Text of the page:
Many parents add their adolescent children as authorised users to their credit cards. Their motivations differ. They might want to teach their teen how to use credit responsibly, or they might want to start building their own credit history. Alternatively, they want to ensure that their child has access to a credit card in case of an emergency. Whatever your reason, you can add your teen to your credit card account by contacting your credit card company. After you’ve added them, make sure to establish ground rules to ensure that your teen uses the card correctly.
Part 1 Adding Your Teen as a User
1. Select a credit card with a low credit limit. You are liable if your adolescent loses control and racks up massive bills. Your credit score may suffer as well. As a result, you should consider adding your teen to a credit card with a low limit.
If none of your cards have low limit options, contact your bank to see if you can get one with one. For example, you could have a $30,000 credit limit on one card. Your bank may be willing to divide this into two cards, one with a $25,000 limit and the other with a $5,000 limit. You’ll enrol your adolescent in the card with the lower limit.
2. Gather required information about your teen. You’ll need to give your bank your teen’s personal information so that they can be added as a user. Gather the following:
full legal name
date of birth
Social Security Number
3. Please contact your bank. You can frequently add a user over the phone by calling your bank. If you use online banking, you may also be able to add them online. Depending on your bank, the exact procedure will vary.
You can access your online account with a Chase credit card, for example. Then, from the “Access Manager” overview page, choose “Add New User.”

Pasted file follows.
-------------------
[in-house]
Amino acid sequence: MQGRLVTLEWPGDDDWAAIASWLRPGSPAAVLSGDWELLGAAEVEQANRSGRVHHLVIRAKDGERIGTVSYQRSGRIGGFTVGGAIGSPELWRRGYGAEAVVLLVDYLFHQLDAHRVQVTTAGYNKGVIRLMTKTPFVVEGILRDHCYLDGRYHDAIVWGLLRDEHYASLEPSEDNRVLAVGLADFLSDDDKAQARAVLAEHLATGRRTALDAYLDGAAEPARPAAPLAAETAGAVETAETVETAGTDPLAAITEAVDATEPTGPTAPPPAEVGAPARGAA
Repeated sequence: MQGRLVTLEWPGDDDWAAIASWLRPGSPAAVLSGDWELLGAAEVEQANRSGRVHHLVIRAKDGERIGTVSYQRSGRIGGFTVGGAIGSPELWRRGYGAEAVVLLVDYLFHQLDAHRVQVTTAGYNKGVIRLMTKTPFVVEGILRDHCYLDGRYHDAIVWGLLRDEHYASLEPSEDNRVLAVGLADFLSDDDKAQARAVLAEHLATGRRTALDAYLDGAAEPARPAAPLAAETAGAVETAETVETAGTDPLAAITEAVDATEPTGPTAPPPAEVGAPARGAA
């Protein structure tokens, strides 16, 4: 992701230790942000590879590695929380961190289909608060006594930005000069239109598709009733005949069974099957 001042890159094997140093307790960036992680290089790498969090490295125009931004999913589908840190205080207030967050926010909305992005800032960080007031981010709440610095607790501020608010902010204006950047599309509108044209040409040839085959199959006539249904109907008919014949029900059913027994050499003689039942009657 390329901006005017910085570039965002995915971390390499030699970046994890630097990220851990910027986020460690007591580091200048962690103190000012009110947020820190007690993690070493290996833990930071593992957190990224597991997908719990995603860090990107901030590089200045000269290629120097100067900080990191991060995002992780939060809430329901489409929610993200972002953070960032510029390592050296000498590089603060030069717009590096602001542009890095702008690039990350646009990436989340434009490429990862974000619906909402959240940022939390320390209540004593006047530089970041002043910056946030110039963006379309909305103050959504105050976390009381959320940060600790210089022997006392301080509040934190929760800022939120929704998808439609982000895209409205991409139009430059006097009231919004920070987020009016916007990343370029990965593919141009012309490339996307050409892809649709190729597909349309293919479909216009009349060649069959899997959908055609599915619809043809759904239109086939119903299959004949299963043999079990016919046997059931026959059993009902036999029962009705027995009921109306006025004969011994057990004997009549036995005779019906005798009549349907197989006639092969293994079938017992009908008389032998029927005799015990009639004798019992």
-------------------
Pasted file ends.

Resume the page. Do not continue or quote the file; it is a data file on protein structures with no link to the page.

4. Limit your teen’s purchases. You can limit the number of transactions that your Chase credit card can make. You can also specify what types of transactions they can make and set transaction limits. Check to see if your credit card offers a comparable option.
You should also think about getting alerts for any large purchases. For example, you could be notified if you make a purchase worth more than $100.
Part 2 Setting Ground Rules
1. Teach your child how to budget. Before you even give your teen a card, teach them the importance of budgeting their money. You don’t want your teen to see the credit card as a source of easy money to spend on frivolities.
Giving your children three envelopes is a good technique. Label them with the words “Save,” “Spend,” and “Share.” If they receive an allowance or have a job, they can divide their money and put it in separate envelopes.
You can open a savings account with your teen if they are older (or have more money). This is an excellent way to emphasise the significance of saving.
2. Make a list of approved purchases for your child. You may need to specify what your teen can and cannot do with the credit card. If their car breaks down, will they have to take a cab home? Sure. But what if they decide to go to the movies at the last minute, despite the fact that all of their money is at home? You should explain to your child what they can and cannot purchase with the card.
If necessary, make a list and email it to them so they can consult it on their smartphone.
You might want to give your adolescent more leeway. However, you should go over when it is appropriate to use credit and when it is best to use cash.
3. Talk about repayment. If you want your teen to reimburse you for any purchases they make, you should discuss this with them right away. Tell them when you expect to be paid and how they can do so (e.g., in cash).